Homeworking 'stalled in recession'
The growth of homeworking stalled during the recent recession, says the TUC in a new analysis of official figures to mark National Work From Home Day today.
The TUC research shows that between 2005 and 2010, an extra 227,000 people said they mainly worked from home, bringing the total number of homeworkers to 3.7 million by 2010.
But its analysis shows that last year saw a small fall in the proportion of people working from home, from 12.9 to 12.8 per cent of the workforce, with the total number of homeworkers increasing by just 10,000.
High unemployment and job insecurity during the recession is likely to have made staff more reluctant to ask to work from home, says the TUC.
The TUC analysis coincides with National Work From Home Day, organised by Work Wise UK, as part of Work Wise Week 2011 (16-20 May).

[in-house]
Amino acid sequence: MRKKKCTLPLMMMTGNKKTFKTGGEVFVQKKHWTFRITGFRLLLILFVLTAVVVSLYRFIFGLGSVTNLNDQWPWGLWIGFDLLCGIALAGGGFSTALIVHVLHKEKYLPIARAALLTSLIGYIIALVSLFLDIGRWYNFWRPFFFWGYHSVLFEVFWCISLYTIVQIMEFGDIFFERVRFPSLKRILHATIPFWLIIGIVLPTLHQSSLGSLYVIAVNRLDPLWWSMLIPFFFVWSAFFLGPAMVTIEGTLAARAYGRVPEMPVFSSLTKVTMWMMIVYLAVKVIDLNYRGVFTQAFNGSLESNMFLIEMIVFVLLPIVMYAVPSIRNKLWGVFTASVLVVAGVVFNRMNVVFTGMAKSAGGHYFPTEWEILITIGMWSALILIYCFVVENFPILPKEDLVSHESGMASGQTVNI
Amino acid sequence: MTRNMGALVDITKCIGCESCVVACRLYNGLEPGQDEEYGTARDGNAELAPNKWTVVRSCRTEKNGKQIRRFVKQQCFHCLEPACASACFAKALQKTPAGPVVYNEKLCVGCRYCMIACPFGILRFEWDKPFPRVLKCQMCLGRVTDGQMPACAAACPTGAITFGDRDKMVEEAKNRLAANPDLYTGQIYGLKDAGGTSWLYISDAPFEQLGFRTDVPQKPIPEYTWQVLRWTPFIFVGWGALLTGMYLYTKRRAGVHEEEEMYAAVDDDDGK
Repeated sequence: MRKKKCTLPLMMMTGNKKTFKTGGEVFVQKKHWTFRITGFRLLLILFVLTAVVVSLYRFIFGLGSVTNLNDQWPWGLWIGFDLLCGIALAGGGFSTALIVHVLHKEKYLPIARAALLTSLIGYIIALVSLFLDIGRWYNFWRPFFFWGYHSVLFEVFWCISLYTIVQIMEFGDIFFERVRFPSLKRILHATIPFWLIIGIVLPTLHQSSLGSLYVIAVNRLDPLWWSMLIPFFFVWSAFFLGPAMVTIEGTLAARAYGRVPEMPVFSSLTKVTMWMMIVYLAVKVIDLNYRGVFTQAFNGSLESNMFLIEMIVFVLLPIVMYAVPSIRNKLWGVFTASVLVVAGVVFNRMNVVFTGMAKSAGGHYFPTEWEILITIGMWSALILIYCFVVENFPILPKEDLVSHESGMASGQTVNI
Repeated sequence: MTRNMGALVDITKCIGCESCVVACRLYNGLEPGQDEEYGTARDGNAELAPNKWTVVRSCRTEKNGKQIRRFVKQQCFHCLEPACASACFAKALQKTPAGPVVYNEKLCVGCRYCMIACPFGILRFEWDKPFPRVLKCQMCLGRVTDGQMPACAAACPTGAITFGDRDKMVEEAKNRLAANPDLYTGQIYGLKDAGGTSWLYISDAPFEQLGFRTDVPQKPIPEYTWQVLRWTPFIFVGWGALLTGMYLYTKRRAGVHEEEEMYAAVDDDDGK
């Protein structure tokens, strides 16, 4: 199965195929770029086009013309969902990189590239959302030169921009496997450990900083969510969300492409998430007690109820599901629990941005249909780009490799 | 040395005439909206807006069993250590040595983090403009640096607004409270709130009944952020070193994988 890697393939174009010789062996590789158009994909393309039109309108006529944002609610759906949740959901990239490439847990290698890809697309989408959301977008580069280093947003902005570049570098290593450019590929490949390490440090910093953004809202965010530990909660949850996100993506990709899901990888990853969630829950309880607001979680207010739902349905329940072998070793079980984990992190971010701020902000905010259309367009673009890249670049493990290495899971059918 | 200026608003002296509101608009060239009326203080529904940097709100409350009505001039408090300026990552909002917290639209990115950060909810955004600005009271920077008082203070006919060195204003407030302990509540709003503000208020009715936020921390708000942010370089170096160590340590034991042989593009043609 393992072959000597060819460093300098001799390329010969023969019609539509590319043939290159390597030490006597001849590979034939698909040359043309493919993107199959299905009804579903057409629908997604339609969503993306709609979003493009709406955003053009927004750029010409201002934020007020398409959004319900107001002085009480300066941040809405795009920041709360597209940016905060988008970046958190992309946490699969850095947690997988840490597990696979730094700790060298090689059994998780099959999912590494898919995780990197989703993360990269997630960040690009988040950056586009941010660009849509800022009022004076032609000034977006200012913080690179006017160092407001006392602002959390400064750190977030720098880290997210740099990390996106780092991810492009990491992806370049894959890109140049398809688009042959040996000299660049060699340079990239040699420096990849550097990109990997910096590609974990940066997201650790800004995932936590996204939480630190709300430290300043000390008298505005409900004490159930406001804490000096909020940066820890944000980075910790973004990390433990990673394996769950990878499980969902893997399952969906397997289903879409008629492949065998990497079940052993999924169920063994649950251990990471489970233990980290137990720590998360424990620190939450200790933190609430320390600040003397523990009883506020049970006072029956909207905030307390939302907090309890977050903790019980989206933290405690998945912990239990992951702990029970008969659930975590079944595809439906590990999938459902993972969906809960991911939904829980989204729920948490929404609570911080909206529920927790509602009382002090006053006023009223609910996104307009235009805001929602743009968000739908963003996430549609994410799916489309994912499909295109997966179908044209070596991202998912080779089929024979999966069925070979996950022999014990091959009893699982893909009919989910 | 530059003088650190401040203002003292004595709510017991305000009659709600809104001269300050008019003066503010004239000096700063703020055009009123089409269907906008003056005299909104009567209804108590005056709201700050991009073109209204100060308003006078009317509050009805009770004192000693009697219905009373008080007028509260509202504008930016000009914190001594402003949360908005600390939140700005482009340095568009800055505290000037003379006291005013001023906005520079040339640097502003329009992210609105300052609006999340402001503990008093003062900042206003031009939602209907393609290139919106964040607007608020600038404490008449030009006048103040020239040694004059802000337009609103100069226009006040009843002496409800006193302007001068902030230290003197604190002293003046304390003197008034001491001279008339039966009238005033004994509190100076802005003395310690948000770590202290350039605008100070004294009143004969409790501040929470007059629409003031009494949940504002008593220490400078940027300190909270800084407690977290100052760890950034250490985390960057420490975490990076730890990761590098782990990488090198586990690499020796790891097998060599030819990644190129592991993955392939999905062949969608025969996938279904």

TUC General Secretary Brendan Barber said: "Working from home can slash business costs, cut expensive and time-wasting commutes and help staff manage their workload more effectively.
"Over the last five years, more employers and staff have embraced working from home, though recent job insecurity has made some staff reluctant to ask for it. The tough economic climate makes the business case for homeworking even stronger, and unions are encouraging more businesses to give it a try.
"By taking part in National Work From Home Day, we can get the UK working smarter again."
Chief executive of Work Wise UK Phil Flaxton said: "Being able to work from home every now and again is a sensible move for individuals and their employers. The employee avoids the stressful daily commute and can concentrate on work without the usual office distractions.
"Smart employers know this already. Now it's time for the rest to wake up to the benefits of smarter working. Workers stuck with old-fashioned, rigid patterns of working based on 'presenteeism' want access to flexi-time and homeworking.
"Employers who fail to move with the times are likely to find their ability to attract and retain the best staff becomes increasingly difficult."